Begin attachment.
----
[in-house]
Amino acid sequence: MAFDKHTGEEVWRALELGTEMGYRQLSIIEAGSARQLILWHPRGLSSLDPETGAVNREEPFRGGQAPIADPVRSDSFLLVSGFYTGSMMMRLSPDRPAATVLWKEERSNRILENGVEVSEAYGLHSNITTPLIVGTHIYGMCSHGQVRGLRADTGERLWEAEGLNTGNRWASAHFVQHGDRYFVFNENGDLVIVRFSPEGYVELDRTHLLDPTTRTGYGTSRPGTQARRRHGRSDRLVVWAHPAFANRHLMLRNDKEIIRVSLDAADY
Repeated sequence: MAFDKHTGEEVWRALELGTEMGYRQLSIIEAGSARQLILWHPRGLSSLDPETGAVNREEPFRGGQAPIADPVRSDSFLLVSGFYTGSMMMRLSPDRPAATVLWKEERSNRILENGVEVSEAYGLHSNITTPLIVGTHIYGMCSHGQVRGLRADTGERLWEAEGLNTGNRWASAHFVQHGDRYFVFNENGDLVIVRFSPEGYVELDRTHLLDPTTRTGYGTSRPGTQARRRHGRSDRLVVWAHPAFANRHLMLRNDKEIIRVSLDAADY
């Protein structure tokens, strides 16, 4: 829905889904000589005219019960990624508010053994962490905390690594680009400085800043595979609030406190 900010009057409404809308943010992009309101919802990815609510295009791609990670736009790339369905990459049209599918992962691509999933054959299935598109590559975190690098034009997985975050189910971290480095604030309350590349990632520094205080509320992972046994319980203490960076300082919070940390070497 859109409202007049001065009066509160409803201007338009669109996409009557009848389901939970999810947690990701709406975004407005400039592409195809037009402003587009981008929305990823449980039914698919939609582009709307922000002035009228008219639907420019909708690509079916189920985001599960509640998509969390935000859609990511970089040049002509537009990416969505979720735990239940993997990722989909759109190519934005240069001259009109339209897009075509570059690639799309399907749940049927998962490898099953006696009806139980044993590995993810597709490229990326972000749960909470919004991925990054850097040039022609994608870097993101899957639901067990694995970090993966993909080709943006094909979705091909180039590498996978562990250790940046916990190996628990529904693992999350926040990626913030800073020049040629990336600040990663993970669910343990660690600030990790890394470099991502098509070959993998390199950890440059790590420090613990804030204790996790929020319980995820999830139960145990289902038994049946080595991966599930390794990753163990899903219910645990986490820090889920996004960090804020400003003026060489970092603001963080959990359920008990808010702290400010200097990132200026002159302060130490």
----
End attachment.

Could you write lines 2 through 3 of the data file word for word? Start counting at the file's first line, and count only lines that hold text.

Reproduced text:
Amino acid sequence: MAFDKHTGEEVWRALELGTEMGYRQLSIIEAGSARQLILWHPRGLSSLDPETGAVNREEPFRGGQAPIADPVRSDSFLLVSGFYTGSMMMRLSPDRPAATVLWKEERSNRILENGVEVSEAYGLHSNITTPLIVGTHIYGMCSHGQVRGLRADTGERLWEAEGLNTGNRWASAHFVQHGDRYFVFNENGDLVIVRFSPEGYVELDRTHLLDPTTRTGYGTSRPGTQARRRHGRSDRLVVWAHPAFANRHLMLRNDKEIIRVSLDAADY
Repeated sequence: MAFDKHTGEEVWRALELGTEMGYRQLSIIEAGSARQLILWHPRGLSSLDPETGAVNREEPFRGGQAPIADPVRSDSFLLVSGFYTGSMMMRLSPDRPAATVLWKEERSNRILENGVEVSEAYGLHSNITTPLIVGTHIYGMCSHGQVRGLRADTGERLWEAEGLNTGNRWASAHFVQHGDRYFVFNENGDLVIVRFSPEGYVELDRTHLLDPTTRTGYGTSRPGTQARRRHGRSDRLVVWAHPAFANRHLMLRNDKEIIRVSLDAADY